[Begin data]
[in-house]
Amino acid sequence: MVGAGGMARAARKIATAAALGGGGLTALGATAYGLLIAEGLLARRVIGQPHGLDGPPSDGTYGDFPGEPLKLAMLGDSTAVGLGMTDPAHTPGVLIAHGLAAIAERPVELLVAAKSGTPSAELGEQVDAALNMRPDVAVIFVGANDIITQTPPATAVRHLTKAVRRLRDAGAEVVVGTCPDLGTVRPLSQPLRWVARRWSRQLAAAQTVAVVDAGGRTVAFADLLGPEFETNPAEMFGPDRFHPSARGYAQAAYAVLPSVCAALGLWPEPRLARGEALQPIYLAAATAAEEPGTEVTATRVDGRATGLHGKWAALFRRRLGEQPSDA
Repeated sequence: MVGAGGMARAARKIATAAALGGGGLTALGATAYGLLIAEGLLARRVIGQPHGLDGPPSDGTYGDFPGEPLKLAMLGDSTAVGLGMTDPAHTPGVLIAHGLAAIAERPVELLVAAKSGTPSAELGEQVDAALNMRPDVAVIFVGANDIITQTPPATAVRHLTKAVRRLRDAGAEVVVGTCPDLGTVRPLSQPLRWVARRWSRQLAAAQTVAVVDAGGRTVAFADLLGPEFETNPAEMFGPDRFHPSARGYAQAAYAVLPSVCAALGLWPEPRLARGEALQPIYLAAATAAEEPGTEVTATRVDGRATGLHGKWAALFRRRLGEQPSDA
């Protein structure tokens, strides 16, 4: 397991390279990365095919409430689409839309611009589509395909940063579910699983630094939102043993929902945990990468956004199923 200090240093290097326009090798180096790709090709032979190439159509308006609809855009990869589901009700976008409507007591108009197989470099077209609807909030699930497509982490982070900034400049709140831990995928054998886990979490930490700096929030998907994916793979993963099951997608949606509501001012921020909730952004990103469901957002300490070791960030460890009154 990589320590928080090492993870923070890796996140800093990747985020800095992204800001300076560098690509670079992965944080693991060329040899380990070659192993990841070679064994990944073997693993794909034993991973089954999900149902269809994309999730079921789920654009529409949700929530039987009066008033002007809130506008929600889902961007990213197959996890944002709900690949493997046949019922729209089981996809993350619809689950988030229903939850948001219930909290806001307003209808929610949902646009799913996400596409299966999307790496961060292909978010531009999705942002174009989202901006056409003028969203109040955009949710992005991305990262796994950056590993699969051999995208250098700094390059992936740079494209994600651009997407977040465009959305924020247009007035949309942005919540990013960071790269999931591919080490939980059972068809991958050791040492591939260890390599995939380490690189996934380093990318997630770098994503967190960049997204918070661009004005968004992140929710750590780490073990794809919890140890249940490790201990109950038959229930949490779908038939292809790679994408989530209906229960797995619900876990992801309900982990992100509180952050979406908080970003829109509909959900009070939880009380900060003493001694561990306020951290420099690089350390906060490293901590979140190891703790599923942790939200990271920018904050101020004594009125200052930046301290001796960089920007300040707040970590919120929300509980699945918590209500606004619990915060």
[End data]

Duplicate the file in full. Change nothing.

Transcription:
[in-house]
Amino acid sequence: MVGAGGMARAARKIATAAALGGGGLTALGATAYGLLIAEGLLARRVIGQPHGLDGPPSDGTYGDFPGEPLKLAMLGDSTAVGLGMTDPAHTPGVLIAHGLAAIAERPVELLVAAKSGTPSAELGEQVDAALNMRPDVAVIFVGANDIITQTPPATAVRHLTKAVRRLRDAGAEVVVGTCPDLGTVRPLSQPLRWVARRWSRQLAAAQTVAVVDAGGRTVAFADLLGPEFETNPAEMFGPDRFHPSARGYAQAAYAVLPSVCAALGLWPEPRLARGEALQPIYLAAATAAEEPGTEVTATRVDGRATGLHGKWAALFRRRLGEQPSDA
Repeated sequence: MVGAGGMARAARKIATAAALGGGGLTALGATAYGLLIAEGLLARRVIGQPHGLDGPPSDGTYGDFPGEPLKLAMLGDSTAVGLGMTDPAHTPGVLIAHGLAAIAERPVELLVAAKSGTPSAELGEQVDAALNMRPDVAVIFVGANDIITQTPPATAVRHLTKAVRRLRDAGAEVVVGTCPDLGTVRPLSQPLRWVARRWSRQLAAAQTVAVVDAGGRTVAFADLLGPEFETNPAEMFGPDRFHPSARGYAQAAYAVLPSVCAALGLWPEPRLARGEALQPIYLAAATAAEEPGTEVTATRVDGRATGLHGKWAALFRRRLGEQPSDA
């Protein structure tokens, strides 16, 4: 397991390279990365095919409430689409839309611009589509395909940063579910699983630094939102043993929902945990990468956004199923 200090240093290097326009090798180096790709090709032979190439159509308006609809855009990869589901009700976008409507007591108009197989470099077209609807909030699930497509982490982070900034400049709140831990995928054998886990979490930490700096929030998907994916793979993963099951997608949606509501001012921020909730952004990103469901957002300490070791960030460890009154 990589320590928080090492993870923070890796996140800093990747985020800095992204800001300076560098690509670079992965944080693991060329040899380990070659192993990841070679064994990944073997693993794909034993991973089954999900149902269809994309999730079921789920654009529409949700929530039987009066008033002007809130506008929600889902961007990213197959996890944002709900690949493997046949019922729209089981996809993350619809689950988030229903939850948001219930909290806001307003209808929610949902646009799913996400596409299966999307790496961060292909978010531009999705942002174009989202901006056409003028969203109040955009949710992005991305990262796994950056590993699969051999995208250098700094390059992936740079494209994600651009997407977040465009959305924020247009007035949309942005919540990013960071790269999931591919080490939980059972068809991958050791040492591939260890390599995939380490690189996934380093990318997630770098994503967190960049997204918070661009004005968004992140929710750590780490073990794809919890140890249940490790201990109950038959229930949490779908038939292809790679994408989530209906229960797995619900876990992801309900982990992100509180952050979406908080970003829109509909959900009070939880009380900060003493001694561990306020951290420099690089350390906060490293901590979140190891703790599923942790939200990271920018904050101020004594009125200052930046301290001796960089920007300040707040970590919120929300509980699945918590209500606004619990915060």